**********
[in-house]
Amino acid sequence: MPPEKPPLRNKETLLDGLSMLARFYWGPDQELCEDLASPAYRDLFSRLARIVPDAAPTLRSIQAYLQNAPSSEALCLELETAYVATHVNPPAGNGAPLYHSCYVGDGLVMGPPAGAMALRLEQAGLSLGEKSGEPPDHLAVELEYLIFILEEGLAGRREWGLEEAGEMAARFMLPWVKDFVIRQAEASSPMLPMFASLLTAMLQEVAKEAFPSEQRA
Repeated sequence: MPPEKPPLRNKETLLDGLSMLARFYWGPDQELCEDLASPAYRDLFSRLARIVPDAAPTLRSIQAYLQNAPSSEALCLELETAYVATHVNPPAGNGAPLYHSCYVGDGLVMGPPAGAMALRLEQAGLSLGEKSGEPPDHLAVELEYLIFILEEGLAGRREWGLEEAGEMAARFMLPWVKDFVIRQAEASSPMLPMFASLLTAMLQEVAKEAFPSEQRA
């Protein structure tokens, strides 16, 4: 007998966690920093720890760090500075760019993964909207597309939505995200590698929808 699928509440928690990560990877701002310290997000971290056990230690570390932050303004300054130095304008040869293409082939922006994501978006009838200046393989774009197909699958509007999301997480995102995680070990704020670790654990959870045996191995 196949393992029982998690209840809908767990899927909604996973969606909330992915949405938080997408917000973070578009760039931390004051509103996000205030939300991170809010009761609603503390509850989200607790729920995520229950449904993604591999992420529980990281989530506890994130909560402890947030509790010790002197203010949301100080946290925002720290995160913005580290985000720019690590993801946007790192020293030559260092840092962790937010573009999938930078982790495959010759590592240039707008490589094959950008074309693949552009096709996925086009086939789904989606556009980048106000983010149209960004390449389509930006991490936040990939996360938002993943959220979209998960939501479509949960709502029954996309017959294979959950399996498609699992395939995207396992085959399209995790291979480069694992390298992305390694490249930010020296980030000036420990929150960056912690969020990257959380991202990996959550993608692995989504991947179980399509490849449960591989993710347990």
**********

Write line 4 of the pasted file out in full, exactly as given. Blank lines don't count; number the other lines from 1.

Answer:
């Protein structure tokens, strides 16, 4: 007998966690920093720890760090500075760019993964909207597309939505995200590698929808 699928509440928690990560990877701002310290997000971290056990230690570390932050303004300054130095304008040869293409082939922006994501978006009838200046393989774009197909699958509007999301997480995102995680070990704020670790654990959870045996191995 196949393992029982998690209840809908767990899927909604996973969606909330992915949405938080997408917000973070578009760039931390004051509103996000205030939300991170809010009761609603503390509850989200607790729920995520229950449904993604591999992420529980990281989530506890994130909560402890947030509790010790002197203010949301100080946290925002720290995160913005580290985000720019690590993801946007790192020293030559260092840092962790937010573009999938930078982790495959010759590592240039707008490589094959950008074309693949552009096709996925086009086939789904989606556009980048106000983010149209960004390449389509930006991490936040990939996360938002993943959220979209998960939501479509949960709502029954996309017959294979959950399996498609699992395939995207396992085959399209995790291979480069694992390298992305390694490249930010020296980030000036420990929150960056912690969020990257959380991202990996959550993608692995989504991947179980399509490849449960591989993710347990």